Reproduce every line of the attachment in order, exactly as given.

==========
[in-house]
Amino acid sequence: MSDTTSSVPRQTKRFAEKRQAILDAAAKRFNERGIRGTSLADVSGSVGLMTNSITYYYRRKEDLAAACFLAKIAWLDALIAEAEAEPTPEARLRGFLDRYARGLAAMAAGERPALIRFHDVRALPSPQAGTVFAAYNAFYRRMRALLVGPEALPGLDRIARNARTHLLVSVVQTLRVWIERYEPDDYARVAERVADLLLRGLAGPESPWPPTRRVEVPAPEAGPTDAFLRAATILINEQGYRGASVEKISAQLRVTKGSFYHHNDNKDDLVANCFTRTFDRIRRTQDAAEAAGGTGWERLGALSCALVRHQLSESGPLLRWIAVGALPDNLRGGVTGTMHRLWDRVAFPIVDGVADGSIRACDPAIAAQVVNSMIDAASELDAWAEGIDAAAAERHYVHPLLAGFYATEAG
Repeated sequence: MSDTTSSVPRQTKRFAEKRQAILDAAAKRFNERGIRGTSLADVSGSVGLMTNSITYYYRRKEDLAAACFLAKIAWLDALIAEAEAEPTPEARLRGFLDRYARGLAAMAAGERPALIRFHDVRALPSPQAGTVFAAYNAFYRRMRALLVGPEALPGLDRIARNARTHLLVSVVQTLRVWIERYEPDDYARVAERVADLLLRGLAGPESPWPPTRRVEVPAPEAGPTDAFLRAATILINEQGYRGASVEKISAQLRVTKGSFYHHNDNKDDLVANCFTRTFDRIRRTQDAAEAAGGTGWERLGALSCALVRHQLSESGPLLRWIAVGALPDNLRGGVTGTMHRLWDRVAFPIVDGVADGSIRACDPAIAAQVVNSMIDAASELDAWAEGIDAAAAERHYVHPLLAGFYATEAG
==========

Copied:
[in-house]
Amino acid sequence: MSDTTSSVPRQTKRFAEKRQAILDAAAKRFNERGIRGTSLADVSGSVGLMTNSITYYYRRKEDLAAACFLAKIAWLDALIAEAEAEPTPEARLRGFLDRYARGLAAMAAGERPALIRFHDVRALPSPQAGTVFAAYNAFYRRMRALLVGPEALPGLDRIARNARTHLLVSVVQTLRVWIERYEPDDYARVAERVADLLLRGLAGPESPWPPTRRVEVPAPEAGPTDAFLRAATILINEQGYRGASVEKISAQLRVTKGSFYHHNDNKDDLVANCFTRTFDRIRRTQDAAEAAGGTGWERLGALSCALVRHQLSESGPLLRWIAVGALPDNLRGGVTGTMHRLWDRVAFPIVDGVADGSIRACDPAIAAQVVNSMIDAASELDAWAEGIDAAAAERHYVHPLLAGFYATEAG
Repeated sequence: MSDTTSSVPRQTKRFAEKRQAILDAAAKRFNERGIRGTSLADVSGSVGLMTNSITYYYRRKEDLAAACFLAKIAWLDALIAEAEAEPTPEARLRGFLDRYARGLAAMAAGERPALIRFHDVRALPSPQAGTVFAAYNAFYRRMRALLVGPEALPGLDRIARNARTHLLVSVVQTLRVWIERYEPDDYARVAERVADLLLRGLAGPESPWPPTRRVEVPAPEAGPTDAFLRAATILINEQGYRGASVEKISAQLRVTKGSFYHHNDNKDDLVANCFTRTFDRIRRTQDAAEAAGGTGWERLGALSCALVRHQLSESGPLLRWIAVGALPDNLRGGVTGTMHRLWDRVAFPIVDGVADGSIRACDPAIAAQVVNSMIDAASELDAWAEGIDAAAAERHYVHPLLAGFYATEAG